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In Demand: Medical Records and Health Information Technicians

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"Let me pull your chart." Keeping accurate records is a crucial way physicians' offices and hospitals care for patients. By logging every office visit, complaint, prescription and treatment outcome, physicians can identify recurring patterns and know a patients' medical histories before treating them.

Because doctors simply do not have the time to handle these records on their own, medical records and health information technicians are needed to organize and evaluate these records for completeness and accuracy.

If you are interested in one of the few healthcare careers that do not require much interaction with patients, here is an overview of the occupation from the Bureau of Labor Statistics (BLS).

Medical records and health information technicians first review a patient's chart to ensure everything is complete. Then, they assign a code to each diagnosis and procedure, using software to assign the patient to one of several hundred "diagnoses-related groups." These groups determine the amount the hospital will be reimbursed from Medicare or other insurance programs.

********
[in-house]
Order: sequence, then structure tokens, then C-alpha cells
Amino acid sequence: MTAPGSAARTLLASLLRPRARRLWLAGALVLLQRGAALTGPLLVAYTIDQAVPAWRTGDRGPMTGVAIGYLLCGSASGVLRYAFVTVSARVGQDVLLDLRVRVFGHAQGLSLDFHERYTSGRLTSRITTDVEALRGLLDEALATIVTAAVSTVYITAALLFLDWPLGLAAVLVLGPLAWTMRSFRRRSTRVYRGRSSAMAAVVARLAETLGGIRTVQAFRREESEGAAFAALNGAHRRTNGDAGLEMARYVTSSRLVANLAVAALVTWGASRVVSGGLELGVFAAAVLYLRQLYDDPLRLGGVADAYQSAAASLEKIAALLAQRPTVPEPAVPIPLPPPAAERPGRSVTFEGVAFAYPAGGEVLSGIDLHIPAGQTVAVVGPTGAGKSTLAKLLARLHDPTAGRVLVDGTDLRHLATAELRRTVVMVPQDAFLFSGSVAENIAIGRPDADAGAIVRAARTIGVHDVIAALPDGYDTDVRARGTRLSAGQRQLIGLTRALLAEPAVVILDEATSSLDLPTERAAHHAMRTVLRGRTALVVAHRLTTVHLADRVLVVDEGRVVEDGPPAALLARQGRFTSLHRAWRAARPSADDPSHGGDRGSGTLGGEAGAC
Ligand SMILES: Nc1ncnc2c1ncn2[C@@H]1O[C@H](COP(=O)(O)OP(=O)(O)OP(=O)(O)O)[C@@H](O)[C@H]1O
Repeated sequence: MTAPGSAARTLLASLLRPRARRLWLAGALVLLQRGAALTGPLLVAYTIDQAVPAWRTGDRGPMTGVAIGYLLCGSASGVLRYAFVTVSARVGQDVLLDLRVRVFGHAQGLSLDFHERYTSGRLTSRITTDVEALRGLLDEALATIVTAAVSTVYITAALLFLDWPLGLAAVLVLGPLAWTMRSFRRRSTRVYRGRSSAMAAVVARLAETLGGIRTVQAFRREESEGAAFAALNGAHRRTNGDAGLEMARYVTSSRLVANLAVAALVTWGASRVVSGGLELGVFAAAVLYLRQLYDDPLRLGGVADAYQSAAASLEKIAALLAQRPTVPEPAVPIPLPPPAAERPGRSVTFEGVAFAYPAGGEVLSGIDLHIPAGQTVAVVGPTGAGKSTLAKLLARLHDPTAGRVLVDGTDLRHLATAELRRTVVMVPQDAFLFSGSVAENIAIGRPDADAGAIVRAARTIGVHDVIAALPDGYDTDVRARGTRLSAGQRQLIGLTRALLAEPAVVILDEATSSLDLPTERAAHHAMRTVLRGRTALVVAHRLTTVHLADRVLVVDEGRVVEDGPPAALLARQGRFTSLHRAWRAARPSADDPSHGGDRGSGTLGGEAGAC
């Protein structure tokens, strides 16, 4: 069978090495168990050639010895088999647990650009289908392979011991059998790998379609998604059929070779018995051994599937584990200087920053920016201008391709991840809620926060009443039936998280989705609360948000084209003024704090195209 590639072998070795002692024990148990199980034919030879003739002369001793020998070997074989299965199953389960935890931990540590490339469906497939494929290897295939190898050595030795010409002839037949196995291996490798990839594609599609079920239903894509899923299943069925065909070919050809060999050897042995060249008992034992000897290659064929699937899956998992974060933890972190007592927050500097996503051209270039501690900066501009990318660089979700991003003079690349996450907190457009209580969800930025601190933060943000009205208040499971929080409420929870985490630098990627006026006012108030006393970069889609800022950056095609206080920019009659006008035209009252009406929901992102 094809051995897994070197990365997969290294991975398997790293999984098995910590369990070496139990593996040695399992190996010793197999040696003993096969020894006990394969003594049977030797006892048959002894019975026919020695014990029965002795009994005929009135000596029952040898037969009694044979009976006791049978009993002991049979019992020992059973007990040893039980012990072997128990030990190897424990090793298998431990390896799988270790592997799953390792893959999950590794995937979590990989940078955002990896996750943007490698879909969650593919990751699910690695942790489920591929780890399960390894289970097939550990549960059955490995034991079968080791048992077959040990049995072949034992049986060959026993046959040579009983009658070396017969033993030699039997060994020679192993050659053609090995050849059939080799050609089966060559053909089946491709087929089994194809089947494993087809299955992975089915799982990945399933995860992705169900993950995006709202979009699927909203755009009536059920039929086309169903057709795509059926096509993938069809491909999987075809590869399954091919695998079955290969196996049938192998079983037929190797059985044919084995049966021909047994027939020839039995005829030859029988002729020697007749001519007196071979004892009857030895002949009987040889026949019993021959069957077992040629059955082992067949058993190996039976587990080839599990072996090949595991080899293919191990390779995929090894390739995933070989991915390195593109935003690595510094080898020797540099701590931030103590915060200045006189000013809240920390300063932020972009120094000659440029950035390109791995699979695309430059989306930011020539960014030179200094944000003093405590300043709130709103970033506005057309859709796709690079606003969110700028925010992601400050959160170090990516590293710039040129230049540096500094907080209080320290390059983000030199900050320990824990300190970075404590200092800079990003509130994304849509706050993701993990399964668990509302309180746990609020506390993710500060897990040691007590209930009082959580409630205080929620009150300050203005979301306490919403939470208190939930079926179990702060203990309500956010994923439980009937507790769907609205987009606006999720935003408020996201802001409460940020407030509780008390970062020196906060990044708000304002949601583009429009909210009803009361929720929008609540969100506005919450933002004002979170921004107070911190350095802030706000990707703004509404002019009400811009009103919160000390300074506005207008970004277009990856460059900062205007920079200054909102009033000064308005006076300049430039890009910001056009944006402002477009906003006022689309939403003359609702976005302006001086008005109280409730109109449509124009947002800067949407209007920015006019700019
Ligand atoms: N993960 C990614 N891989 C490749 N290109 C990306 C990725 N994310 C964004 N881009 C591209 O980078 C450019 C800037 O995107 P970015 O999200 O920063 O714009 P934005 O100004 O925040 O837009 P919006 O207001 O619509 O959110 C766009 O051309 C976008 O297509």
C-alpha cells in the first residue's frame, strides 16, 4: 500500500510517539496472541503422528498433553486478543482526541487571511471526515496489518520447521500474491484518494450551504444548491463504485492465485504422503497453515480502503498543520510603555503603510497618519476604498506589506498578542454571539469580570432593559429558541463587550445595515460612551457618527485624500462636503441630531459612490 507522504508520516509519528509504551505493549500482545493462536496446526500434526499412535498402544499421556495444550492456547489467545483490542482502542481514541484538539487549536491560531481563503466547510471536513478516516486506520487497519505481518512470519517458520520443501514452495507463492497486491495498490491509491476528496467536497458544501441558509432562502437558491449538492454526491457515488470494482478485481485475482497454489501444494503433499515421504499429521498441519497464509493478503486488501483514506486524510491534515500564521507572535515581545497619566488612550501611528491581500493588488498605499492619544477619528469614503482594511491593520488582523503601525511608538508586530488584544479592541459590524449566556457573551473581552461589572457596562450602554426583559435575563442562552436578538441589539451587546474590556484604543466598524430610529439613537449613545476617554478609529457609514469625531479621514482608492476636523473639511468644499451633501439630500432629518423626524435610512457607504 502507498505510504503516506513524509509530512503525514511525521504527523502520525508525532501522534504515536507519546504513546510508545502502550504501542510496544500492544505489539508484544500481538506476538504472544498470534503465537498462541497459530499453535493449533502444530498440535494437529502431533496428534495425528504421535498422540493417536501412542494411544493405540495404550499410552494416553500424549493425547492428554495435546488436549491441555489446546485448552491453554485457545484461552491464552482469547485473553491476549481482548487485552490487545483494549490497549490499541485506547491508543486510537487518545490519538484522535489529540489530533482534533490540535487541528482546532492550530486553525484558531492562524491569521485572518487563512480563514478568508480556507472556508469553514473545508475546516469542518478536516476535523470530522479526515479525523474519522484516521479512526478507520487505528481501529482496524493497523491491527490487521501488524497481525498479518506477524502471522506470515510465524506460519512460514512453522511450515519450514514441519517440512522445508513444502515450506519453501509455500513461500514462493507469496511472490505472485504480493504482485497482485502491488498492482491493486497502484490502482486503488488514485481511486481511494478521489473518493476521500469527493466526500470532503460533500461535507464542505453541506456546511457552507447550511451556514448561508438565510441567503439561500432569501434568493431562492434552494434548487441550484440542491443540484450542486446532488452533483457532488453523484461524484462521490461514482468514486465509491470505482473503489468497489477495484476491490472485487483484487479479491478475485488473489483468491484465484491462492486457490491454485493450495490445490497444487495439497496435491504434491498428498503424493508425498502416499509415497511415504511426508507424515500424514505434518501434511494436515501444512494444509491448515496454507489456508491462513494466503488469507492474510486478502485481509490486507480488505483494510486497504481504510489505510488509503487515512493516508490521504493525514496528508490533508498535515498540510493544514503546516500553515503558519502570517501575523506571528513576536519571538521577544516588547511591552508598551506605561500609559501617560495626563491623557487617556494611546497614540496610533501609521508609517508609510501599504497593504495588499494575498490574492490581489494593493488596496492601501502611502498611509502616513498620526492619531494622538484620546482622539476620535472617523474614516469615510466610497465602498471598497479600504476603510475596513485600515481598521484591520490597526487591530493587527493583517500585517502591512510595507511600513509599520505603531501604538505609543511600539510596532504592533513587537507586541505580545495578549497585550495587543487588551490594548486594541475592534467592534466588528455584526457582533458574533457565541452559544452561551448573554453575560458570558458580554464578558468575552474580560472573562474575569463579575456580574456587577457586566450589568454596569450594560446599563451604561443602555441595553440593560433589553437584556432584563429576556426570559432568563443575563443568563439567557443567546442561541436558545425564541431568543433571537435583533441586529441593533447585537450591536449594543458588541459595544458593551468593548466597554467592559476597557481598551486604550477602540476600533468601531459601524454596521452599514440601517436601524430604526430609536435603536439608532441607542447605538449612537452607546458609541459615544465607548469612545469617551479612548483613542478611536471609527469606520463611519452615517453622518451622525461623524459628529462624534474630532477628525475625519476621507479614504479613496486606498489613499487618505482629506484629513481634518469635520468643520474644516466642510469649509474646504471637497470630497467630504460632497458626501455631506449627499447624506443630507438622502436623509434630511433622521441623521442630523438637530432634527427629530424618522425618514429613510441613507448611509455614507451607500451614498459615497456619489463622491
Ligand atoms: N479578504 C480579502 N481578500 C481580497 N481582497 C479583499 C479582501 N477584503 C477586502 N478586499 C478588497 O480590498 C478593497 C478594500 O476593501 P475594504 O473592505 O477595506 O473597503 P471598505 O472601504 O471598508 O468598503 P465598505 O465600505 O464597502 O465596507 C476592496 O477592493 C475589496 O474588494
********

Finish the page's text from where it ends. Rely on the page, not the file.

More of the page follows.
Technicians also use computer programs to compile and analyze data, helping to improve patient care and control costs.

Training and Education
Most employers require medical records and health information technicians to have an associate's degree. Most employers also prefer to hire Registered Health Information Technicians, who have passed a written examination. To qualify to take the examination, technicians must graduate from an accredited two-year associate's degree program.

More than one-third of all technician jobs were in hospitals in 2002. The rest were in physicians' offices, nursing care facilities, outpatient care centers and home healthcare services.

Medical records and health information technicians' duties vary with the size of the facility. In large or medium-sized facilities, technicians may specialize in one aspect of health information. In small facilities, technicians perform more generalized duties.

Pros and Cons
Forty-hour workweeks are standard for medical records and health information technicians. They usually work in pleasant, comfortable offices and have little or no contact with patients. There are plenty of opportunities for advancement; technicians may choose to specialize or become managers.

As with any job that requires long hours in front of a computer screen, technicians may be susceptible to eyestrain and muscle pain.

According to the BLS, median annual earnings of medical records and health information technicians were $23,890 in 2002.

Job Outlook
Medical records and health information technician jobs are expected to grow much faster than the average for all occupations through 2012. As insurance companies, courts and others increasingly scrutinize medical records, the need for accurate record keeping will spur job growth.

The fastest employment growth is expected in physicians' offices.

Source: BLS October 2004

Last Updated: 24/09/2007 - 3:50 PM

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